Real name: Doris Mary Ann Von Kappelhoff
Birthdate: April 3, 1924
Click here for more images!
1024 x 768 (1)
Day was born in the Cincinnati, Ohio, neighborhood of Evanston to Alma Sophia Welz and William/Wilhelm Kappelhoff; all four of her grandparents were German immigrants. The youngest of three children, she had two brothers, Richard, who died before she was born and Paul, a few years older. She was named after silent movie actress Doris Kenyon, whom her mother admired. Her family was Roman Catholic and her parents were known to have divorced. She later embraced Christian Science.
From 1968 to 1973, Day starred in The Doris Day Show, a situation comedy which had "Que Sera, Sera" as its theme song. Day grudgingly continued with the show, but only as long as she needed the work to help pay off her debts. By the end of the series in 1973, Day was nearing 50, and public tastes had changed to such a degree that her firmly established wholesome persona was now completely out of fashion. Day essentially retired from acting when The Doris Day Show ended.
After her autobiography was published, Day was married once more; this marriage, to Barry Comden, lasted from April 14, 1976 to 1981, ending in divorce. Comden was her first husband outside show business, the maitre d' at one of Doris's favorite restaurants. Knowing of her great love of dogs, Comden began the practice of giving Doris a bag of meat scraps and bones on her way out. This is how he got to meet and endear himself to her. This marriage unraveled, and Comden complained that Day cared more for her "animal friends" than she did for him.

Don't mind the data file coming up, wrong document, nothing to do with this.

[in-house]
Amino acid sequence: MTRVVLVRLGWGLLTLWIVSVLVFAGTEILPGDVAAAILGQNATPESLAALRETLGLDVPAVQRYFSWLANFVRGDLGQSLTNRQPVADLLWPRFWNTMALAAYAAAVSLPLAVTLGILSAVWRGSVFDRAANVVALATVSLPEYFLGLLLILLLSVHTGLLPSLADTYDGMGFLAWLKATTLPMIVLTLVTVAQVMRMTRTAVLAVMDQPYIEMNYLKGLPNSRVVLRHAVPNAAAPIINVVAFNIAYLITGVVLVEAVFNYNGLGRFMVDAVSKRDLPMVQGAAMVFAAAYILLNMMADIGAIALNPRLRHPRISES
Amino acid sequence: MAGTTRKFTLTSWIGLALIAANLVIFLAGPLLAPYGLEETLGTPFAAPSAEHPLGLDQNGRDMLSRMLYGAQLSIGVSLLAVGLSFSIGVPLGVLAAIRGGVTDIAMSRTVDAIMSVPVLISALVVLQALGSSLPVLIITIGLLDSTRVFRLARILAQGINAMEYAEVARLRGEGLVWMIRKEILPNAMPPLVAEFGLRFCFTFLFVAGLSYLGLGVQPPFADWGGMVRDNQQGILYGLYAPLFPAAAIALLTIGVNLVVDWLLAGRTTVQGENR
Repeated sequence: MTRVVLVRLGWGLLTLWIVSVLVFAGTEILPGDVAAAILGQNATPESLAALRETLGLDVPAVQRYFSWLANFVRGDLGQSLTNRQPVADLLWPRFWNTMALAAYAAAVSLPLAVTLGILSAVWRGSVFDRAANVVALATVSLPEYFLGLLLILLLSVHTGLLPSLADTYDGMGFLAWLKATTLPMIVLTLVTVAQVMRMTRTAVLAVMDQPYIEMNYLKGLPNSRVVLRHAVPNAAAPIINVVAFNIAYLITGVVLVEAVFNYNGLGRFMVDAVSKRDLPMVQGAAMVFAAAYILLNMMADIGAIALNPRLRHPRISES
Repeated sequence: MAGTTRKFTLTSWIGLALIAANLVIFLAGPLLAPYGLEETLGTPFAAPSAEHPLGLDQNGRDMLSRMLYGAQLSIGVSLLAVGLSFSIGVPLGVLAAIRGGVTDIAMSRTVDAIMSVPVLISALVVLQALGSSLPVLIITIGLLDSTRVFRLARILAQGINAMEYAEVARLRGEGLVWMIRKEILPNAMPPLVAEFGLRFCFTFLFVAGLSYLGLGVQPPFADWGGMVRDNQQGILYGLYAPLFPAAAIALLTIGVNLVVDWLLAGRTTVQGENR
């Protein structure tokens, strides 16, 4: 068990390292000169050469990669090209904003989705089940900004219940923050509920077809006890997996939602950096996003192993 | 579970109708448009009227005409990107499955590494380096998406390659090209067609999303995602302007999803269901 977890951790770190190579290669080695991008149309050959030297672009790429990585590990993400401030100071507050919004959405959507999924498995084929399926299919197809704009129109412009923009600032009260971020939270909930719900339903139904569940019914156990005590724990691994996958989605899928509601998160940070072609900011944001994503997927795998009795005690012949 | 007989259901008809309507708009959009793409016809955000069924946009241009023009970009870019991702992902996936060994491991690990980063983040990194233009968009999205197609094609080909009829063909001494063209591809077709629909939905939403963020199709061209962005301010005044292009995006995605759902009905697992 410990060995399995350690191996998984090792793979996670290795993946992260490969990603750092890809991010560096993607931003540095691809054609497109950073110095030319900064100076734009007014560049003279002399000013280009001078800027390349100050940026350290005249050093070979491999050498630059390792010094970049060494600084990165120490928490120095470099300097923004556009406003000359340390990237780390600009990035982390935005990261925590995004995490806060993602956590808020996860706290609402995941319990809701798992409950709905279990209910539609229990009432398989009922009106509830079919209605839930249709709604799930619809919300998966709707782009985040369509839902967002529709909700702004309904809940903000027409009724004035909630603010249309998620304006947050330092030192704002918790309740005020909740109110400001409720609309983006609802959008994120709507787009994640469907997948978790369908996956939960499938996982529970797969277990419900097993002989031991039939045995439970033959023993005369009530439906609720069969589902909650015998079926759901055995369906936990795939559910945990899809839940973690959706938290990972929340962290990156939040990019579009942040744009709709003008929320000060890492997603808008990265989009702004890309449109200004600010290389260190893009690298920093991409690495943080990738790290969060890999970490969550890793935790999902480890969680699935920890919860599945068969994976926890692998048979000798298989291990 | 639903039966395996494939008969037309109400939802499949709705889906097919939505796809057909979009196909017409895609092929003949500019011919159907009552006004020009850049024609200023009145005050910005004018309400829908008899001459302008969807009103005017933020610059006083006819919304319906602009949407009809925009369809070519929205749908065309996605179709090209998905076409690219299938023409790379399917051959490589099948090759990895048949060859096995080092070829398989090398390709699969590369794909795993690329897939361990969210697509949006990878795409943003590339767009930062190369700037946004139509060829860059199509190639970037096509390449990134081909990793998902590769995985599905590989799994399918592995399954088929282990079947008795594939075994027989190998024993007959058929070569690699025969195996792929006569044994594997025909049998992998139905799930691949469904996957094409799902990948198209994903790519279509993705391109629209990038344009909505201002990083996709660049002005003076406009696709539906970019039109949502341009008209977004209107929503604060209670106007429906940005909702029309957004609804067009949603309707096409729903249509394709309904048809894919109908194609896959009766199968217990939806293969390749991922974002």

The revelations contained in the book about Day's private life, and the testimony of many of her friends and colleagues about aspects of her life and career (most were scathing with regard to husband number three Marty Melcher) helped to make the book a bestseller. In promoting the book, Day also caused a stir by rejecting the "girl next door - virgin" label so often attached to her. Notably, in an interview with Barbara Walters, she commented "I don't know where that label came from. Maybe it's the way I look. Do I look like a virgin?" In later interviews, Day went on to say that she believed that people should live together prior to marriage, something that she herself would do if the opportunity arose again. Her candor won her some admiration among book reviewers and interviewers, and possibly contributed to the book's success.
At the conclusion of her book tour, Day largely retired from show business, though film and TV offers continued. She seemed content to focus on her charity work and business interests (In 1985, she became part-owner of the Cypress Inn in Carmel, California.)
In the 1965 Sondheim/Arthur Laurents musical Do I Hear A Waltz? Day's name was used in the song "What Do We Do? We Fly!"